#BlogBlitz: Far Cry From The Turquoise Room by Kate Rigby #rararesources

This book is available now. My thanks to the author for the review copy and to Rachel of Rachel's Random Resources for inviting me on to the Blog Blitz. You can get your copy of the book on one of the purchase links below:
Barnes & Noble

Far Cry From The Turquoise Room

Told from both daughter and father's perspectives, Far Cry From The Turquoise Room is a coming-of-age, riches-to-rags tale of loss, resilience, and self-discovery, set just before the millennium. It is also about the passage of childhood into puberty.

Leila is the eight-year-old daughter of Hassan Nassiri, a wealthy Iranian property owner, and younger sister to the adored Fayruz, her father's favourite daughter. 

But a holiday narrowboat tragedy has far-reaching consequences for the surviving family. Hassan withdraws into reclusive grief, when he’s not escaping into work, or high jinks with his men friends at his second home in Hampstead, leaving Leila to fend for herself in a lonely world of nannies, chess and star-gazing.

Leila eventually runs away from home and joins a family of travellers in Sussex, and so follows a tale of adventure, danger and romance – and further anguish for her surviving family. But how will she fare at such a young age and will her family ever find her?

My Thoughts:

Far From The Turquoise Room is a beautiful book that transfixed me with its wonderful characterisations that pulled me in from the outset and enticed me to pull up a chair and join them on their journeys. This really is contemporary literature at its best and I can recommend it to all. 

A family tragedy drives the plot here, as the story unfolds from the perspectives of both Hassan and his daughter Leila. They are both very much overwhelmed by grief but both handle it differently after all Leila is still a child when the tragedy happens. Hassan seemed quite closed off and this made it more difficult to judge his character and his personality but on the other hand Leila is strong and knows her own mind and what she wants to do. I liked her very much and empathised with her much more freely and her struggle for her father to love her as much as her sister.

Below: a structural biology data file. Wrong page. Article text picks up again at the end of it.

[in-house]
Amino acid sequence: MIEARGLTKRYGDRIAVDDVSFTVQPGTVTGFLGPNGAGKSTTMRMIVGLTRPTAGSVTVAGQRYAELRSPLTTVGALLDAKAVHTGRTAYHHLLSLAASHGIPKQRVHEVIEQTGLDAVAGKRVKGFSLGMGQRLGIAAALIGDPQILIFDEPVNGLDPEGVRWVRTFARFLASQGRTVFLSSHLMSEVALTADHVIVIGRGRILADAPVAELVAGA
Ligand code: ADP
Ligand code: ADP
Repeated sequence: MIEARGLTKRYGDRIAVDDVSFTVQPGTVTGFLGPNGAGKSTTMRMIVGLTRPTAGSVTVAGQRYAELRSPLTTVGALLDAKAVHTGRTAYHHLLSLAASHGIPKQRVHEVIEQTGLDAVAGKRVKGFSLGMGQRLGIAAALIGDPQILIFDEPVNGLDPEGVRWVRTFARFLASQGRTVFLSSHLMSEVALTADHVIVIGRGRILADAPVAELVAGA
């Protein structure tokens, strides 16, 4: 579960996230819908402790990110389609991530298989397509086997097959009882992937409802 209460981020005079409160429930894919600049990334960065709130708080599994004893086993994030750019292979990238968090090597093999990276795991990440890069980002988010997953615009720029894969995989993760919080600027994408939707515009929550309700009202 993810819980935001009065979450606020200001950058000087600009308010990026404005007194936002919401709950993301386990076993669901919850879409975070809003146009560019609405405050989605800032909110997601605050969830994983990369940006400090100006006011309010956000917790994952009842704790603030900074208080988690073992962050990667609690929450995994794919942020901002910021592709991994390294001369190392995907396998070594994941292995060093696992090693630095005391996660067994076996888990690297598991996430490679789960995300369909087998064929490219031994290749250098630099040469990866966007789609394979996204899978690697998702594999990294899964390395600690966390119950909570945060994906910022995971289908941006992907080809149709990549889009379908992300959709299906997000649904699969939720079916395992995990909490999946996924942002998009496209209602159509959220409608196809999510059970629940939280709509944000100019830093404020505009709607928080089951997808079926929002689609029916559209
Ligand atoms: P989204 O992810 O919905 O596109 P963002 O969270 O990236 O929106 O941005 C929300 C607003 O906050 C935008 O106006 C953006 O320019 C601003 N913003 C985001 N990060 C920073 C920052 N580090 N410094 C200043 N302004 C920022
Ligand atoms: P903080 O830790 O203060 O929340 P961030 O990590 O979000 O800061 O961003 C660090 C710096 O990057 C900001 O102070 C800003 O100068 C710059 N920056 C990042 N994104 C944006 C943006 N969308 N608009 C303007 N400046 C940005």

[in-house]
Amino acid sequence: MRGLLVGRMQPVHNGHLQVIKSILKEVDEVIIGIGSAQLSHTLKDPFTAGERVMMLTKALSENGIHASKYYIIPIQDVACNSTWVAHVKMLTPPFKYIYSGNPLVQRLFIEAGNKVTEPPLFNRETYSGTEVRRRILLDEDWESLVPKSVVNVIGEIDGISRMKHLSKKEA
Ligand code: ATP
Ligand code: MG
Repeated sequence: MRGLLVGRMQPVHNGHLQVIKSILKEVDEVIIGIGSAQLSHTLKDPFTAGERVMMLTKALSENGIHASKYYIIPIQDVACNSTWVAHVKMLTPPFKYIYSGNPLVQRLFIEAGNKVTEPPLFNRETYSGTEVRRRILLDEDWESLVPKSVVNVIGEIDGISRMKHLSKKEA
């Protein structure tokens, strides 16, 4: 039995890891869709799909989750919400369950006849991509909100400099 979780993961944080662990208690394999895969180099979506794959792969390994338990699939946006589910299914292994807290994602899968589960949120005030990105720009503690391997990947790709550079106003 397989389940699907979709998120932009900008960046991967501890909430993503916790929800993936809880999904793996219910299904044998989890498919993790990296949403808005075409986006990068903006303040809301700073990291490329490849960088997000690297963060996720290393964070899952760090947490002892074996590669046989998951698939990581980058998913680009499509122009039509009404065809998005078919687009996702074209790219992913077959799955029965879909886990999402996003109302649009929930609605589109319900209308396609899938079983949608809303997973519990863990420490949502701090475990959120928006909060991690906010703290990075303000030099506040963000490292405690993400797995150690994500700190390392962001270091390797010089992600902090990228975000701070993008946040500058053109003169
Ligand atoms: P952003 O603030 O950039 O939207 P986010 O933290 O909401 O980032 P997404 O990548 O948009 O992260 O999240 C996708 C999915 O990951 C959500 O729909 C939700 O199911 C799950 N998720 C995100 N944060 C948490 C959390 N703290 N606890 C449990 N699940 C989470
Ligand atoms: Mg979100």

The author has done a great job of giving Hassan and Leila distinctive voices and I even had a picture of them built in my head, the periphery characters were also excellently drawn. This is a truly captivating book and when Kate Rigby puts pen to paper a little bit of magic happens. 

This book would make a great book club choice as there is plenty that would be open for discussion and I was left with some questions of my own upon finishing the book. 

A really great and accomplished novel from a talented writer. 

About the Author:
Kate Rigby was born near Liverpool and now lives in the south west of England.  She’s been writing for nearly forty years, with a few small successes along the way, although she has long term health conditions. Having been traditionally published, small press published and she is now indie published.
She realized her unhip credentials were mounting so she decided to write about it. Little Guide to Unhip was first published in 2010 and it has since been updated.

However, she’s not completely unhip. Her punk novel, Fall Of The Flamingo Circus was published by Allison & Busby (1990) and by Villard (American hardback 1990). Skrev Press published her novels Seaview Terrace (2003) Sucka!(2004) and Break Point (2006) and other shorter work has appeared in Skrev’s avant garde magazine Texts’ Bones.
Thalidomide Kid was published by Bewrite Books (2007).
She has had other short stories published and shortlisted including Hard Workers and Headboards, first published in The Diva Book of Short Stories and as part of the Dancing In The Dark erotic anthology, Pfoxmoor Publishing (2011). Hard Workers is to republished for a third time - in an anthology called ‘Condoms & Hot Tubs Don’t Mix’ - an anthology of Sexcapades - which is due to be published by Beating Windward Press in the US in February 2018.  It is her shortest ever story and yet the most popular in that sense!  All proceeds will go towards planned parenthood.
She also received a Southern Arts bursary for her novel Where A Shadow Played (now re-Kindled as Did You Whisper Back?).
More information can be found at her website:

Or her occasional blog:

Social Media Links

1 comment:

  1. Thank you so much for your thoughts and lovely review, Leah. I'm so glad it resonated with you :)